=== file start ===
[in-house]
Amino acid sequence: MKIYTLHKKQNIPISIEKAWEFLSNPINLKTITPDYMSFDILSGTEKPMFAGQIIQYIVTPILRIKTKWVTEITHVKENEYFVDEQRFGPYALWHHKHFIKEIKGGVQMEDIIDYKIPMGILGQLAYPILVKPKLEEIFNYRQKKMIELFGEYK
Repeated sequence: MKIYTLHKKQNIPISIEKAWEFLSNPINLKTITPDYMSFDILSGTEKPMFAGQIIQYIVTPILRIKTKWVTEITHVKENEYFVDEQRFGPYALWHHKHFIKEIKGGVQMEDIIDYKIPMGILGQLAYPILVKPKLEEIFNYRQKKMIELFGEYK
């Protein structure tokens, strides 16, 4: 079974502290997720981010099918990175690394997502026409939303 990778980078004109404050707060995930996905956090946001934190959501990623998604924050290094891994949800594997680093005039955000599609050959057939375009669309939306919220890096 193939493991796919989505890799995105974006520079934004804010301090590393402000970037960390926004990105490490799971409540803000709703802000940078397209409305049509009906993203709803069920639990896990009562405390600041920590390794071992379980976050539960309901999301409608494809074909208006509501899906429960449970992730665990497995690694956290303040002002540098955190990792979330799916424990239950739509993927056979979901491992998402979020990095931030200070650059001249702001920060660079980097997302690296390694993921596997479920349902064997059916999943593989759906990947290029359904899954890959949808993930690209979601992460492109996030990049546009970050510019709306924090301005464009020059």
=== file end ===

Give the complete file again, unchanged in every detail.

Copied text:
[in-house]
Amino acid sequence: MKIYTLHKKQNIPISIEKAWEFLSNPINLKTITPDYMSFDILSGTEKPMFAGQIIQYIVTPILRIKTKWVTEITHVKENEYFVDEQRFGPYALWHHKHFIKEIKGGVQMEDIIDYKIPMGILGQLAYPILVKPKLEEIFNYRQKKMIELFGEYK
Repeated sequence: MKIYTLHKKQNIPISIEKAWEFLSNPINLKTITPDYMSFDILSGTEKPMFAGQIIQYIVTPILRIKTKWVTEITHVKENEYFVDEQRFGPYALWHHKHFIKEIKGGVQMEDIIDYKIPMGILGQLAYPILVKPKLEEIFNYRQKKMIELFGEYK
């Protein structure tokens, strides 16, 4: 079974502290997720981010099918990175690394997502026409939303 990778980078004109404050707060995930996905956090946001934190959501990623998604924050290094891994949800594997680093005039955000599609050959057939375009669309939306919220890096 193939493991796919989505890799995105974006520079934004804010301090590393402000970037960390926004990105490490799971409540803000709703802000940078397209409305049509009906993203709803069920639990896990009562405390600041920590390794071992379980976050539960309901999301409608494809074909208006509501899906429960449970992730665990497995690694956290303040002002540098955190990792979330799916424990239950739509993927056979979901491992998402979020990095931030200070650059001249702001920060660079980097997302690296390694993921596997479920349902064997059916999943593989759906990947290029359904899954890959949808993930690209979601992460492109996030990049546009970050510019709306924090301005464009020059």